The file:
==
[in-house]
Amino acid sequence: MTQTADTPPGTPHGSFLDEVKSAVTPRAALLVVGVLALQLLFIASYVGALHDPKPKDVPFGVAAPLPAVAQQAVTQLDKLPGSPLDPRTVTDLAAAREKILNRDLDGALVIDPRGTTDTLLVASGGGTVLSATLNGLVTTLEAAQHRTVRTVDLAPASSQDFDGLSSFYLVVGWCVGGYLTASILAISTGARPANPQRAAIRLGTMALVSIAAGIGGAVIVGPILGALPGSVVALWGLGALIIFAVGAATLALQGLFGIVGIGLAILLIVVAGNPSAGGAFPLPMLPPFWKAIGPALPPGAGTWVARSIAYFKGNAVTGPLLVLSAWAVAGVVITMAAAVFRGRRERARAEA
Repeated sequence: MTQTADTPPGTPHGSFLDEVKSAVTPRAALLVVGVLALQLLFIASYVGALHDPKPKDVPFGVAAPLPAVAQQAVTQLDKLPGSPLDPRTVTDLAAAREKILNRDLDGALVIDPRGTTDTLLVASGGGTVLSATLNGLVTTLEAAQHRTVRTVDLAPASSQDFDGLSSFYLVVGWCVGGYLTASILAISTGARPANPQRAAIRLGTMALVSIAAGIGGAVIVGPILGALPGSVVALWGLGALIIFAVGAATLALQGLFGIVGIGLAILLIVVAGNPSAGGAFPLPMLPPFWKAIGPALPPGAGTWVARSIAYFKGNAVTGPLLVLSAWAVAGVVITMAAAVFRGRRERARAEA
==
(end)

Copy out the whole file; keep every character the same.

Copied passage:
[in-house]
Amino acid sequence: MTQTADTPPGTPHGSFLDEVKSAVTPRAALLVVGVLALQLLFIASYVGALHDPKPKDVPFGVAAPLPAVAQQAVTQLDKLPGSPLDPRTVTDLAAAREKILNRDLDGALVIDPRGTTDTLLVASGGGTVLSATLNGLVTTLEAAQHRTVRTVDLAPASSQDFDGLSSFYLVVGWCVGGYLTASILAISTGARPANPQRAAIRLGTMALVSIAAGIGGAVIVGPILGALPGSVVALWGLGALIIFAVGAATLALQGLFGIVGIGLAILLIVVAGNPSAGGAFPLPMLPPFWKAIGPALPPGAGTWVARSIAYFKGNAVTGPLLVLSAWAVAGVVITMAAAVFRGRRERARAEA
Repeated sequence: MTQTADTPPGTPHGSFLDEVKSAVTPRAALLVVGVLALQLLFIASYVGALHDPKPKDVPFGVAAPLPAVAQQAVTQLDKLPGSPLDPRTVTDLAAAREKILNRDLDGALVIDPRGTTDTLLVASGGGTVLSATLNGLVTTLEAAQHRTVRTVDLAPASSQDFDGLSSFYLVVGWCVGGYLTASILAISTGARPANPQRAAIRLGTMALVSIAAGIGGAVIVGPILGALPGSVVALWGLGALIIFAVGAATLALQGLFGIVGIGLAILLIVVAGNPSAGGAFPLPMLPPFWKAIGPALPPGAGTWVARSIAYFKGNAVTGPLLVLSAWAVAGVVITMAAAVFRGRRERARAEA